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The Paris prosecutor’s office announced on Tuesday the opening of an investigation to shed light on the use of Israeli spyware Pegasus to spy on French journalists. An announcement that follows the complaint filed the day before by Mediapart and two of its journalists.
A long list of offenses. The Paris prosecutor’s office announced, Tuesday, July 20, the opening of an investigation for espionage of journalists with Israeli spyware Pegasus, following the complaint filed the day before by Mediapart and two of its journalists. The magistrates will in particular investigate the infiltration of telephones on behalf of the Moroccan state, which disputes the accusations published in the press.
Several media including Le Monde, the Guardian and the Washington Post revealed on Sunday that the founder of Mediapart, Ewdy Plenel, and the journalist of his media, Lénaïg Bredoux, had been spied on by the Moroccan secret services.
Following these revelations, “a complaint was filed Monday by the two journalists and the publisher of Mediapart”. The Paris prosecutor’s office has therefore today opened an investigation into the counts of invasion of privacy, fraudulent access to technological systems and criminal association, among others, announces the public prosecutor, Rémy Heitz, in a statement.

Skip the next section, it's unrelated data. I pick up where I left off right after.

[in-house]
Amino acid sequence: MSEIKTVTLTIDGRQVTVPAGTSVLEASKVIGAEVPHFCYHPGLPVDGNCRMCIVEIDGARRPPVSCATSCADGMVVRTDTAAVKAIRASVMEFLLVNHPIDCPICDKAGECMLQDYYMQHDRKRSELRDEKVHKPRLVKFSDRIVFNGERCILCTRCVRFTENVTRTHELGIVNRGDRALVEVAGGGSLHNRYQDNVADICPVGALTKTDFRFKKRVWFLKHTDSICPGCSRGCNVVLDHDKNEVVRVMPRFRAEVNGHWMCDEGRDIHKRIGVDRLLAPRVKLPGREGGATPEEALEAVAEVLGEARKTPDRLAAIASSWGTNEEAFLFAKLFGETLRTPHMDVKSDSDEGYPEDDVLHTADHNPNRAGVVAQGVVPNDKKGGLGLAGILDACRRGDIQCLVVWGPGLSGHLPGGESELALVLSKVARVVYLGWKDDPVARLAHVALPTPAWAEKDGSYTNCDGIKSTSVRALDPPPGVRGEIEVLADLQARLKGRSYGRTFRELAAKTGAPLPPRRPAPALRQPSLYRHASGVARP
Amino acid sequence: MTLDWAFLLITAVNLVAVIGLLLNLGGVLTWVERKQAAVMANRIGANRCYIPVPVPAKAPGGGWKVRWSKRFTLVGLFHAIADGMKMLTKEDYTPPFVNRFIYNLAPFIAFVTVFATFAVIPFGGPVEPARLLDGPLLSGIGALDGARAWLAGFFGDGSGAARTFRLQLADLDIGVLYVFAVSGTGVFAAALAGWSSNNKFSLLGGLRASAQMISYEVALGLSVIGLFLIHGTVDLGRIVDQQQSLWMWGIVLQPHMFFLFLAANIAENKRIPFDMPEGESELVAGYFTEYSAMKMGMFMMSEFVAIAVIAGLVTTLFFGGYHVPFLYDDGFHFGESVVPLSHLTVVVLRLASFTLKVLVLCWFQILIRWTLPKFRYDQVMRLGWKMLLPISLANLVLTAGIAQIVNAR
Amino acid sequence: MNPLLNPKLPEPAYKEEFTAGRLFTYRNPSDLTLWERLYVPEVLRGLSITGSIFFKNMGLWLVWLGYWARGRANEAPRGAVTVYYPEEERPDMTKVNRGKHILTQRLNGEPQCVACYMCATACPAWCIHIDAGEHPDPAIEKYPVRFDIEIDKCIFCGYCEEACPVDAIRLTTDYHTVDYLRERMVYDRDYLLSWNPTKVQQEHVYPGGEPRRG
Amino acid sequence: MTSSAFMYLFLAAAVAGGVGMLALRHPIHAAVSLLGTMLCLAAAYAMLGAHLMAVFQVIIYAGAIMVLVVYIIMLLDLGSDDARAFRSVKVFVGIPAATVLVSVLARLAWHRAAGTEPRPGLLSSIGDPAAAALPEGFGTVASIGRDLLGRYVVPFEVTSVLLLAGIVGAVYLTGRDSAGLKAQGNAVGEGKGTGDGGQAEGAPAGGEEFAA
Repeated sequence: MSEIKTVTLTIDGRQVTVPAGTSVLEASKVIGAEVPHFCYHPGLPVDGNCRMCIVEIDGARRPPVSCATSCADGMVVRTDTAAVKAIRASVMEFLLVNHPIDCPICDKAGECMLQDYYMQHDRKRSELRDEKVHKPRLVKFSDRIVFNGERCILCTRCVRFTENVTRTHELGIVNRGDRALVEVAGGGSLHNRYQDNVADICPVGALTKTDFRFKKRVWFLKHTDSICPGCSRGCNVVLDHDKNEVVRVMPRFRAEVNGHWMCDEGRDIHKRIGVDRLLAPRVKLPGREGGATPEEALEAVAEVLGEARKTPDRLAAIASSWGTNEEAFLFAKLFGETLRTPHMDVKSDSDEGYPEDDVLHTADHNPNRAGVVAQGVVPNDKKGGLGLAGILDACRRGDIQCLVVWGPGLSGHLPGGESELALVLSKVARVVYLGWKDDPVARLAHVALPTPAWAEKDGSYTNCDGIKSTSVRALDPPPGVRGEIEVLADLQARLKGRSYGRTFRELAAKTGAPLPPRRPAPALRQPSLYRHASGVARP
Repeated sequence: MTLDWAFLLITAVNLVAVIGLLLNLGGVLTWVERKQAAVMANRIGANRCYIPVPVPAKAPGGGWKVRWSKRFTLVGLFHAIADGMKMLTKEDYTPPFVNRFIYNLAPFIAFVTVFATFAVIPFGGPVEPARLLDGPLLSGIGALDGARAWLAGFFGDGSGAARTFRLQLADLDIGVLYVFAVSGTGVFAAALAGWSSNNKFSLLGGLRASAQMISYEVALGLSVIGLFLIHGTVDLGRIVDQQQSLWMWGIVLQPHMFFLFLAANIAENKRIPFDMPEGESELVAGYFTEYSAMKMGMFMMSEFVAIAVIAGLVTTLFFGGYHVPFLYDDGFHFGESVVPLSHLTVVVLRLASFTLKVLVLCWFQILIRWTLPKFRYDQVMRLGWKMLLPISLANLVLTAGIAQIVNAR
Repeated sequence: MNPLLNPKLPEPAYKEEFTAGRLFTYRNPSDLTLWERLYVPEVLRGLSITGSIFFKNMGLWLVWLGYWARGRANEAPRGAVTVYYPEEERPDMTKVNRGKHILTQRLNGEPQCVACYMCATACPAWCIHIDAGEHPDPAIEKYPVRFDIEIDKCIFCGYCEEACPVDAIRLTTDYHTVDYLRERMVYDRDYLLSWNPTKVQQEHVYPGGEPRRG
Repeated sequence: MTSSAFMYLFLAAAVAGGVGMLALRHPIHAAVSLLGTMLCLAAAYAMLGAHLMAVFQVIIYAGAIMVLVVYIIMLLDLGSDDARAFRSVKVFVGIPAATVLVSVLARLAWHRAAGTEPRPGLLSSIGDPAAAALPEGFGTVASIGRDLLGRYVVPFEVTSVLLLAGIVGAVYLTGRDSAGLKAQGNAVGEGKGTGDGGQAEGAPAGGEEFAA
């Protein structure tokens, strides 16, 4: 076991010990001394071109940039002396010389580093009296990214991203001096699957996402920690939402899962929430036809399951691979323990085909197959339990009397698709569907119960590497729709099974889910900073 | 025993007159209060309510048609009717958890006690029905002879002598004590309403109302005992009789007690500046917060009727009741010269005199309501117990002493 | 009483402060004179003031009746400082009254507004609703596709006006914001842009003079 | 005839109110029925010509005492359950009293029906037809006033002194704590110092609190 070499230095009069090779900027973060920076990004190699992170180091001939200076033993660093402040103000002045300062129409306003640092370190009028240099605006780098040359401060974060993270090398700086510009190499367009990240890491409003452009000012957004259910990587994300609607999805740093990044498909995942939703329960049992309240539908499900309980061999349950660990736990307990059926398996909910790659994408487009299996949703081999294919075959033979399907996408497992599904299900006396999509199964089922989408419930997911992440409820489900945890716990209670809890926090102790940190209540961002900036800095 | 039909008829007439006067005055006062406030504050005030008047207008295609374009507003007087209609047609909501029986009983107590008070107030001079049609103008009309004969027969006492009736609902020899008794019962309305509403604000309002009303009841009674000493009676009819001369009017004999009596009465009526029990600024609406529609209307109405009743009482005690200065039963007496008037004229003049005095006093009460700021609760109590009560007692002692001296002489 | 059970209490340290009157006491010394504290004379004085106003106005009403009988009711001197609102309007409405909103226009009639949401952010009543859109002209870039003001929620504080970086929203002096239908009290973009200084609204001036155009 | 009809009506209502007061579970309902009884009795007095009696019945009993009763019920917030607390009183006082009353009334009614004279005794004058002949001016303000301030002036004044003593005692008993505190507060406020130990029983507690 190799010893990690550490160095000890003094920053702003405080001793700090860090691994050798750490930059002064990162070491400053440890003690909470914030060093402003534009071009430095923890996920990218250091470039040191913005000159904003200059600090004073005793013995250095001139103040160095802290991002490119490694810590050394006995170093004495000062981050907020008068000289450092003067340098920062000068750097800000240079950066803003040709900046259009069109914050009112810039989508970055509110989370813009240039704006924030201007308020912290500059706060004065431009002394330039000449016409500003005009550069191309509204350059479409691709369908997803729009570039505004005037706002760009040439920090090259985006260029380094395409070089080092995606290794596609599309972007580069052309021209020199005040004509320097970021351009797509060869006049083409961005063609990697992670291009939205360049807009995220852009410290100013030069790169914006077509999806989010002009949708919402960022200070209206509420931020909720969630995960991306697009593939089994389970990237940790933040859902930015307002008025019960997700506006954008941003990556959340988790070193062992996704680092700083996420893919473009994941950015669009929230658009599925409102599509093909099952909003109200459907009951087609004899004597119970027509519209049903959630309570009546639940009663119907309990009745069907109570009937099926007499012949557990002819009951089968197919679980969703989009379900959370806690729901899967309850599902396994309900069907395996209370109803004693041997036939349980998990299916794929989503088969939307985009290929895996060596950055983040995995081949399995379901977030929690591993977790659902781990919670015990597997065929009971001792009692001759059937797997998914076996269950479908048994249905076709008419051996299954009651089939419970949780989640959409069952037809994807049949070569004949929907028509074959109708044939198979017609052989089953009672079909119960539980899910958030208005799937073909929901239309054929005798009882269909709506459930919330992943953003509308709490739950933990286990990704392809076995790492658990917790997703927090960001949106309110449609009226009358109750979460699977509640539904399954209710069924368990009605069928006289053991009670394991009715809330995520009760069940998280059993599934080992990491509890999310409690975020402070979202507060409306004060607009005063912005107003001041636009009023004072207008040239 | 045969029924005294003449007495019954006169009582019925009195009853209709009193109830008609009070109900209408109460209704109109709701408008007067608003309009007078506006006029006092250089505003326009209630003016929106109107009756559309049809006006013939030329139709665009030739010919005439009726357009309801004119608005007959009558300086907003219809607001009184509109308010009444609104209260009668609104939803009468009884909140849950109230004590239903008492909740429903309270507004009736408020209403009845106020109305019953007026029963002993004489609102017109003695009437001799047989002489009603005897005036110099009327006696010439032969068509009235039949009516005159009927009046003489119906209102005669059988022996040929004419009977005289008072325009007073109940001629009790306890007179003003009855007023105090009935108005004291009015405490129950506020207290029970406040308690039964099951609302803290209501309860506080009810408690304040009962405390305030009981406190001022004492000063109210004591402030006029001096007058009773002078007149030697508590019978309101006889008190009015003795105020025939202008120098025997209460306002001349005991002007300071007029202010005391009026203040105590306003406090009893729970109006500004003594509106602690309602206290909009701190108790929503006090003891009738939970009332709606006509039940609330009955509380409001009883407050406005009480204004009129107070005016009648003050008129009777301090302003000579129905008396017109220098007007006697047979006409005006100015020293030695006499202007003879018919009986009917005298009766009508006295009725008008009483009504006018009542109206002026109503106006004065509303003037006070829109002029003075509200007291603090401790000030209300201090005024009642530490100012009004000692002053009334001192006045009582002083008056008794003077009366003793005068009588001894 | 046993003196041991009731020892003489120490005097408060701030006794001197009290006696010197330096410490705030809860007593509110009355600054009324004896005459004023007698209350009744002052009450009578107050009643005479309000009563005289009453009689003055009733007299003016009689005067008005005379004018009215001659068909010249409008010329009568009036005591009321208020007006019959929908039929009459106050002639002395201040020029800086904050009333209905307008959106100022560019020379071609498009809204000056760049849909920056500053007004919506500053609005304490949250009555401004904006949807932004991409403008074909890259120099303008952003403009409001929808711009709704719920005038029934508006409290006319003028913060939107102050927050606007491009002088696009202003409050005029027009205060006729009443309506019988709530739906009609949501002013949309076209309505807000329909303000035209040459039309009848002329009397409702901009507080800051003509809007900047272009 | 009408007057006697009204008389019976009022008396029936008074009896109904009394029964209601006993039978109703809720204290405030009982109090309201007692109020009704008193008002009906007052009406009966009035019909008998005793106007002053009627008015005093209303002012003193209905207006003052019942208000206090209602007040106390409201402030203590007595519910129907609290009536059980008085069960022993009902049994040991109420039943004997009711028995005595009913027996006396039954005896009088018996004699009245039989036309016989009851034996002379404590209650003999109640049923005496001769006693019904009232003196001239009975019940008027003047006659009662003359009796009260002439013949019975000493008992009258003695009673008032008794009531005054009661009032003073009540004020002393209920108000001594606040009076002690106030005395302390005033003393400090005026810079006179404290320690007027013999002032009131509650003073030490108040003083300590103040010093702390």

This investigation was opened for a long list of ten offenses including “invasion of privacy”, “interception of correspondence”, “fraudulent access” to a computer system and “criminal association”.
The Chained Duck also targeted
Le Canard Enchaîné, he would have been targeted in particular through his former collaborator Dominique Simmonnot, now General Controller of places of deprivation of liberty, who also announced that she would personally take legal action.
According to the survey released on Sunday, the Pegasus software has been used by several countries around the world for successful hacking attempts of smartphones belonging to government officials, journalists and human rights activists. ‘Man.
NSO assures that its software is intended only for government intelligence services and law enforcement agencies to help them fight crime and terrorism.
With Reuters and AFP